Media coverage for a custom motorcycle is the holy grail among bike builders, and the men who make a living in the game take the quest for press seriously. Of course, the rarest of birds is the illusive "cover bike." Such an accolade can add thousands of dollars to the value of a hand-built custom if and when the builder or owner chooses to sell it.
Nakul Poredi owns this cover-quality specimen, but garnering ink and pixels was the farthest thing from his mind when he raised this phoenix from the ashes. The promise Nakul made to the son of his bike's original owner is far more praiseworthy, which is why we are honored to share his story with ChopCult readers:
"My buddy and I came across our bikes in a package deal. The deal included one OIF model, and the 1970 TR6R 650 you see here. I picked the '70 Triumph because I wanted a small displacement bike with a single down tube. Both of the bikes came out of Kansas, and were the victims of a house fire. The bikes survived, but the owner did not. I never met the original owner, but I have since become friends with his son, and I told the guy I would do my best to make this bike something his father would have been proud of.
"The bike sat in my garage for six months while I thought about how I wanted it to look. After searching the Internet, I 'borrowed' some good ideas and dreamed up a couple of my own. To get my burn victim running, my friend Jesse and I rigged a makeshift gas tank out of a water bottle, put in a new set of points, and hooked up an old battery. She fired right up after just a couple kicks! I was relieved to say the least, as I had no idea whether the engine was alive or not.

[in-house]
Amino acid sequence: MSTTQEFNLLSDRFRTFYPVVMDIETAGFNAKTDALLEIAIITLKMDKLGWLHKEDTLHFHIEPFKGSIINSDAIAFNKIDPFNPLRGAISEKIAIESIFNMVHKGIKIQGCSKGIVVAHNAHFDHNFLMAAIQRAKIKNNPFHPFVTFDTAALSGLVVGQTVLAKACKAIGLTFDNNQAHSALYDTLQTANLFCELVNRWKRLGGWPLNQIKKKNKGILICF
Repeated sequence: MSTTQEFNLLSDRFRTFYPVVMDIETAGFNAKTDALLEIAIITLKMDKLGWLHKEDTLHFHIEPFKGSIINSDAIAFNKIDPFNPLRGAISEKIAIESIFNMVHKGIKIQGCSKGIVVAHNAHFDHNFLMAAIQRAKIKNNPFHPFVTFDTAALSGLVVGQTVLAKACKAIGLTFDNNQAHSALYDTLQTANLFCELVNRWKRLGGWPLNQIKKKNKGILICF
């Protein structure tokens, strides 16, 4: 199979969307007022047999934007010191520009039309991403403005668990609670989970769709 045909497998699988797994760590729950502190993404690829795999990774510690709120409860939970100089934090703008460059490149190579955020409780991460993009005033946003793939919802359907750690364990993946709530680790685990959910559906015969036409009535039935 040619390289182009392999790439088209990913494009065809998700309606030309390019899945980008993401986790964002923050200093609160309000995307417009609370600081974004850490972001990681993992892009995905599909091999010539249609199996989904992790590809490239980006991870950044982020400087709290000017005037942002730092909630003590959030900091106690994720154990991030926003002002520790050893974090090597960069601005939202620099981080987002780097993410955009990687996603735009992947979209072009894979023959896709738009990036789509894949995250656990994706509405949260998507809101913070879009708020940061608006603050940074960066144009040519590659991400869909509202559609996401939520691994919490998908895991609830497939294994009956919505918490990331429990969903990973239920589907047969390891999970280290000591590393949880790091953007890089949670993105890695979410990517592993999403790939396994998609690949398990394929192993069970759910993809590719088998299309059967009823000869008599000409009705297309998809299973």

"After I knew she ran, I made countless trips to Moore’s in Fullerton. I got her a new rear end and attempted to make my seat mount. I wanted to get the electrics right on this one, so I took her to Classic Cycles. I talked to Tony about the leaf spring for the seat, and he told me he had just what I needed in his back yard. When I bounced my ideas for the NSU levers off Tony, he told me making them work wouldn’t be a problem, either. With my work and family schedule, it became obvious that if I ever wanted to ride my bike, I may as well let the guys at Classic Cycles do their thing.
"I would stop by the shop a couple times a week to let them know what I wanted. Sometimes they gave me the “I don’t think so” look; other times they just scratched their heads and said okay. In the end she turned out way better than I had ever imagined. She was supposed to be a little beater to putt around with my buddies, but now she is truly a work of art. Every time I take her for a spin I always get a “thumbs up” or a “right on!” from someone on the road.
"Thanks to all the guys at Classic Cycles who graciously put up with all of my questions and changes over the five months or so. I’m way stoked on how she turned out. Now it’s time to ride."
Owner: Nakul Poredi
Bike's name: Margaret, or the Black Crow, or the Black Falcon… Nakul's not sure which
Builders: owner, his friend Jesse and Classic Cycles in Orange, CA
Year, size, model of motor: 1970 Triumph 650
Year, model of frame: same as motor
Engine mods, if any: None—just a rebuild with cosmetic freshening from Classic Cycles
Chassis mods: Hardtail from Moore’s Cycle
Year and model of fork: cleaned up stock 1970 Triumph
Front wheel size and style/model of hub: 21-inch, stock drum
Rear wheel size and style/model of hub: 18-inch, stock drum